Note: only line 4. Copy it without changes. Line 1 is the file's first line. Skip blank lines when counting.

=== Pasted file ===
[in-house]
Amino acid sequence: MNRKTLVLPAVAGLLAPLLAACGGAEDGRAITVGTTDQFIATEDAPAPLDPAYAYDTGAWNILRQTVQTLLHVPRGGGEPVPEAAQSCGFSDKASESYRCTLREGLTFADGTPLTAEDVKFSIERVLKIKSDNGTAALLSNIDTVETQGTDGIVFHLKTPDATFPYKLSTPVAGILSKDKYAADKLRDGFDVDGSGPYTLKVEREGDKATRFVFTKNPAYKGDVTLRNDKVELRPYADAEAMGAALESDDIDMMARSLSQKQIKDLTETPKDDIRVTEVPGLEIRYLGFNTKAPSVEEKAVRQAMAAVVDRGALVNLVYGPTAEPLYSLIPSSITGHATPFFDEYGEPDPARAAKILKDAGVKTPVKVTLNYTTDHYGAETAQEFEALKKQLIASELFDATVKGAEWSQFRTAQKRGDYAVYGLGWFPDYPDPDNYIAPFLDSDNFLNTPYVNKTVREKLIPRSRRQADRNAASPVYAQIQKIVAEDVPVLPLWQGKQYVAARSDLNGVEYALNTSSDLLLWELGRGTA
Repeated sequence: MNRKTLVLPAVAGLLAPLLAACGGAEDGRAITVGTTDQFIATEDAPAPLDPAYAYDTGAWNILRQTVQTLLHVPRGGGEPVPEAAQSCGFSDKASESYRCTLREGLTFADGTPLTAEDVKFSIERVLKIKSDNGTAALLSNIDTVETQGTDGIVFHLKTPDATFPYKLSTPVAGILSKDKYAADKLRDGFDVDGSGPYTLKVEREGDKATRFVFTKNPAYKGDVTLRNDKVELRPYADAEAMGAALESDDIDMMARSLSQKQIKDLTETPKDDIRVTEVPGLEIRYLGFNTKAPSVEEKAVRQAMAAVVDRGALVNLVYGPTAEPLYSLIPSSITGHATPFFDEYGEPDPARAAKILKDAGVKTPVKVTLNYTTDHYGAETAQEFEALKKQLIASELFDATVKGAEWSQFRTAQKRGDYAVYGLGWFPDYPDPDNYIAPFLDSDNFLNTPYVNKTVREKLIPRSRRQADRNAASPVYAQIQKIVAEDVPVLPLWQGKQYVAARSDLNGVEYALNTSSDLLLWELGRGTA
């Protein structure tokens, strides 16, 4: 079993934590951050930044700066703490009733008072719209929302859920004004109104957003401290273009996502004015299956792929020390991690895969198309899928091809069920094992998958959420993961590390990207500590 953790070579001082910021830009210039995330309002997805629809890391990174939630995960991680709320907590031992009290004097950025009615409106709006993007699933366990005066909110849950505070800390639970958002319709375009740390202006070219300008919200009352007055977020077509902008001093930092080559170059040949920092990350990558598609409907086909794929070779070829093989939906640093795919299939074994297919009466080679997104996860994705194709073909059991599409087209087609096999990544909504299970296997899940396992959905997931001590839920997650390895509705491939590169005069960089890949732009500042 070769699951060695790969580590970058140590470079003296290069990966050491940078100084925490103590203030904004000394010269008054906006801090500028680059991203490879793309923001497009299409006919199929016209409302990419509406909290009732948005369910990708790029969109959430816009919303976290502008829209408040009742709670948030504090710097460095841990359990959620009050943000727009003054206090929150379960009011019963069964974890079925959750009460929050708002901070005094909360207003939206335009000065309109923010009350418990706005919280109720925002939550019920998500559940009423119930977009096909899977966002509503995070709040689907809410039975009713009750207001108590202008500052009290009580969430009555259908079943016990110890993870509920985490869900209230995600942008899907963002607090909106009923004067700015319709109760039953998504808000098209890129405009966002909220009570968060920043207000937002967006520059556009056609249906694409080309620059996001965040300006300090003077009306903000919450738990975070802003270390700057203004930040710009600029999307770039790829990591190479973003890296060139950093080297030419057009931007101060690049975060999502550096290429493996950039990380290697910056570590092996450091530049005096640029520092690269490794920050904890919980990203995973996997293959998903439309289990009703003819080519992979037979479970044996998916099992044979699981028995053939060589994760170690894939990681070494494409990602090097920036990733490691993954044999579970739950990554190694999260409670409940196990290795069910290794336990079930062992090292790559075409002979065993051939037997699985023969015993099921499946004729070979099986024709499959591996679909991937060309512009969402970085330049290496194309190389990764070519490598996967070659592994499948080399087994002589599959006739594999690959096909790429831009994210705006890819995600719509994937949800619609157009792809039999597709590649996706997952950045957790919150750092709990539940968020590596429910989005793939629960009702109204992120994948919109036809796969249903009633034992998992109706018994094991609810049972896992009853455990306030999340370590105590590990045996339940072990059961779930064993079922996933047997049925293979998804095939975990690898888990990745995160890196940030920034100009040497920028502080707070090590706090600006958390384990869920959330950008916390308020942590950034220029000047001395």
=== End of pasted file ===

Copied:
């Protein structure tokens, strides 16, 4: 079993934590951050930044700066703490009733008072719209929302859920004004109104957003401290273009996502004015299956792929020390991690895969198309899928091809069920094992998958959420993961590390990207500590 953790070579001082910021830009210039995330309002997805629809890391990174939630995960991680709320907590031992009290004097950025009615409106709006993007699933366990005066909110849950505070800390639970958002319709375009740390202006070219300008919200009352007055977020077509902008001093930092080559170059040949920092990350990558598609409907086909794929070779070829093989939906640093795919299939074994297919009466080679997104996860994705194709073909059991599409087209087609096999990544909504299970296997899940396992959905997931001590839920997650390895509705491939590169005069960089890949732009500042 070769699951060695790969580590970058140590470079003296290069990966050491940078100084925490103590203030904004000394010269008054906006801090500028680059991203490879793309923001497009299409006919199929016209409302990419509406909290009732948005369910990708790029969109959430816009919303976290502008829209408040009742709670948030504090710097460095841990359990959620009050943000727009003054206090929150379960009011019963069964974890079925959750009460929050708002901070005094909360207003939206335009000065309109923010009350418990706005919280109720925002939550019920998500559940009423119930977009096909899977966002509503995070709040689907809410039975009713009750207001108590202008500052009290009580969430009555259908079943016990110890993870509920985490869900209230995600942008899907963002607090909106009923004067700015319709109760039953998504808000098209890129405009966002909220009570968060920043207000937002967006520059556009056609249906694409080309620059996001965040300006300090003077009306903000919450738990975070802003270390700057203004930040710009600029999307770039790829990591190479973003890296060139950093080297030419057009931007101060690049975060999502550096290429493996950039990380290697910056570590092996450091530049005096640029520092690269490794920050904890919980990203995973996997293959998903439309289990009703003819080519992979037979479970044996998916099992044979699981028995053939060589994760170690894939990681070494494409990602090097920036990733490691993954044999579970739950990554190694999260409670409940196990290795069910290794336990079930062992090292790559075409002979065993051939037997699985023969015993099921499946004729070979099986024709499959591996679909991937060309512009969402970085330049290496194309190389990764070519490598996967070659592994499948080399087994002589599959006739594999690959096909790429831009994210705006890819995600719509994937949800619609157009792809039999597709590649996706997952950045957790919150750092709990539940968020590596429910989005793939629960009702109204992120994948919109036809796969249903009633034992998992109706018994094991609810049972896992009853455990306030999340370590105590590990045996339940072990059961779930064993079922996933047997049925293979998804095939975990690898888990990745995160890196940030920034100009040497920028502080707070090590706090600006958390384990869920959330950008916390308020942590950034220029000047001395």